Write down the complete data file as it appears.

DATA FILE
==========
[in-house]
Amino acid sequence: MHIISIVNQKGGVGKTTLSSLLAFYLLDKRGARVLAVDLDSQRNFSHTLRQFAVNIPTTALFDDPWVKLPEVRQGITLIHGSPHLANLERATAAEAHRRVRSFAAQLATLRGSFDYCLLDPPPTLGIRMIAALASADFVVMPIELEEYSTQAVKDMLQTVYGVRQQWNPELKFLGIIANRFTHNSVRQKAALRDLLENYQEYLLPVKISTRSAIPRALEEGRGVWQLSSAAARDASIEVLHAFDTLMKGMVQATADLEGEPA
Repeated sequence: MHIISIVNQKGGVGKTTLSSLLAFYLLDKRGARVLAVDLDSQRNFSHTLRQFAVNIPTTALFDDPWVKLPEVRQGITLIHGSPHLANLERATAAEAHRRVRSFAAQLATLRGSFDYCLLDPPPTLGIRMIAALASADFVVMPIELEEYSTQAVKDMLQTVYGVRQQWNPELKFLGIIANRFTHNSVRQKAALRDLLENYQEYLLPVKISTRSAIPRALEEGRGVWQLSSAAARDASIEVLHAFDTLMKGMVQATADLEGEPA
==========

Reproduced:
[in-house]
Amino acid sequence: MHIISIVNQKGGVGKTTLSSLLAFYLLDKRGARVLAVDLDSQRNFSHTLRQFAVNIPTTALFDDPWVKLPEVRQGITLIHGSPHLANLERATAAEAHRRVRSFAAQLATLRGSFDYCLLDPPPTLGIRMIAALASADFVVMPIELEEYSTQAVKDMLQTVYGVRQQWNPELKFLGIIANRFTHNSVRQKAALRDLLENYQEYLLPVKISTRSAIPRALEEGRGVWQLSSAAARDASIEVLHAFDTLMKGMVQATADLEGEPA
Repeated sequence: MHIISIVNQKGGVGKTTLSSLLAFYLLDKRGARVLAVDLDSQRNFSHTLRQFAVNIPTTALFDDPWVKLPEVRQGITLIHGSPHLANLERATAAEAHRRVRSFAAQLATLRGSFDYCLLDPPPTLGIRMIAALASADFVVMPIELEEYSTQAVKDMLQTVYGVRQQWNPELKFLGIIANRFTHNSVRQKAALRDLLENYQEYLLPVKISTRSAIPRALEEGRGVWQLSSAAARDASIEVLHAFDTLMKGMVQATADLEGEPA